Eurocopter AS350

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AS350 Écureuil/AStar
RAN squirrel helicopter at melb GP 08.jpg
An AS350BA Squirrel of the Royal Australian Navy Fleet Air Arm at the 2008 Melbourne Grand Prix
Role Light utility helicopter
National origin France
Manufacturer Aérospatiale
Eurocopter
Airbus Helicopters
First flight 26 June 1974
Introduction 1975
Status Active in production
Primary users Brazilian Air Force
Australian Defence Force
Royal Jordanian Air Force
Produced 1975 - present
Unit cost
~US$2.0M, €1.5M (AS350 B2)
~US$2.3M, €1.75M (AS350 B3)
Variants Eurocopter AS355
AS550 Fennec
Developed into Eurocopter EC130

The Eurocopter AS350 Écureuil (Squirrel) is a single-engine light helicopter originally designed and manufactured in France by Aérospatiale (now Airbus Helicopters). In North America, the AS350 is marketed as the AStar. The AS355 Ecureuil 2 is a twin-engine variant, marketed in North America as the TwinStar. The Eurocopter EC130 is a derivative of the AS350 airframe and is considered to be part of the Écureuil single-engine family.[1]

Design and development[edit]

In the early 1970s, Aérospatiale began development to replace the aging Alouette II design. The result was the AS350 design. The first prototype, powered by a Lycoming LTS101 turboshaft made its maiden flight on 27 June 1974, with the second prototype, powered by a Turbomeca Arriel 1A following on 14 February 1975.[2] The Arriel powered version, the AS350B, intended for sale throughout the world except for North America, was certified in France on 27 October 1977, while the Lycoming powered AS350C (or AStar) was certified by the US Federal Aviation Administration on 21 December 1977. Customer deliveries began in March 1978 for the AS350B and April 1978 for the AS350C.[3]

Operational history[edit]

On 14 May 2005, an AS350 B3 piloted by Eurocopter test pilot Didier Delsalle touched down on the top of Mount Everest, at 8,848 m (29,030 ft).[4][5][6][7] This record has been confirmed by the Fédération Aéronautique Internationale.[8] On 29 April 2010, a stripped-down AS350 B3 rescued three Spanish alpinists, one at a time, from the slopes of Annapurna I, Nepal at an altitude of 6,900 m (22,640 ft); this set a new record for the highest such rescue.[9] The record was increased to 7,800 m (25,590 ft) when Sudarshan Gautam was rescued between Camps III & IV in Everest's Yellow Band early in the morning on Monday, 20 May 2013, Nepal time (NPT).[10][11][12][13]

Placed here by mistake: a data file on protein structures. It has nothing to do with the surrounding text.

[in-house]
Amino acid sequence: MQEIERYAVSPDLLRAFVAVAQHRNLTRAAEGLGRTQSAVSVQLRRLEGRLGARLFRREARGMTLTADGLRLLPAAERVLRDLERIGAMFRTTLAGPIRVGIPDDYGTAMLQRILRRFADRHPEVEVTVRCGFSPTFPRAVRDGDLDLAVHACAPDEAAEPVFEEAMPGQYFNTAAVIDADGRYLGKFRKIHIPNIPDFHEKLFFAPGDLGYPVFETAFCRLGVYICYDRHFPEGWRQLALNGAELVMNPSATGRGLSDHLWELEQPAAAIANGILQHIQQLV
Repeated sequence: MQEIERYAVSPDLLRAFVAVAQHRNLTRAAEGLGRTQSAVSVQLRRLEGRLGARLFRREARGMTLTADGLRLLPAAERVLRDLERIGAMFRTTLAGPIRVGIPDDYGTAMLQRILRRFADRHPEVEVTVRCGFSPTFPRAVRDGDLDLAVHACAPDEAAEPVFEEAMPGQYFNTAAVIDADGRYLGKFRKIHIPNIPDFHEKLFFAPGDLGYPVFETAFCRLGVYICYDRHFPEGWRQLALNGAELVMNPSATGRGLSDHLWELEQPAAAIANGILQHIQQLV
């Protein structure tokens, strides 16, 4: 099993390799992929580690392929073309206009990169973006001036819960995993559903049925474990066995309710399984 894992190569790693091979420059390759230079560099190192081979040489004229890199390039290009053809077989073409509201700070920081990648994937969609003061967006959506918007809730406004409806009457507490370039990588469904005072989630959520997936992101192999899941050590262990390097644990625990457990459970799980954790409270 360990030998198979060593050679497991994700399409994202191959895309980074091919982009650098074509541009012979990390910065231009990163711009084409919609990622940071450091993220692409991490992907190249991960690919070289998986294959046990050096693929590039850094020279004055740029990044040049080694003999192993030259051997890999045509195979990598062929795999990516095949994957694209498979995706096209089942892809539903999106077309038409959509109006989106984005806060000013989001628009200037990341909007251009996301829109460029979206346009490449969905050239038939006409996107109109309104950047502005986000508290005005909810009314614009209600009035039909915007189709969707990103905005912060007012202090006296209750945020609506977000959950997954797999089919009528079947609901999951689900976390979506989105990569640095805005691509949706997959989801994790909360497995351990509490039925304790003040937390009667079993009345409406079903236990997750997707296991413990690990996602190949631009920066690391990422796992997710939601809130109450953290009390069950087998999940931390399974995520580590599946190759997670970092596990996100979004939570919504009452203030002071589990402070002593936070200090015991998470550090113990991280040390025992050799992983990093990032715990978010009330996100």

The Helicópteros do Brasil (Helibras) subsidiary of Eurocopter signed a contract for a major upgrade program on the Brazilian Army’s fleet of 36 AS350 Ecureuils.[14]

Variants[edit]

AS350
Prototype.
AS350 Firefighter
Fire fighting version.
AS350B
Powered by one Turbomeca Arriel 1B engine.
AS350 B1
Improved version of the original AS350B, which is powered by one Arriel 1D engine, type also fitted with AS355 main rotor blades, AS355 tail rotor with tabs and a tail rotor servo.
AS350 B2
Higher gross weight version powered by one Arriel 1D1 engine over the B1 version with aerodynamic strake fitted to tail boom along the starboard side and angled engine exhaust duct for better yaw control.
AS350 B3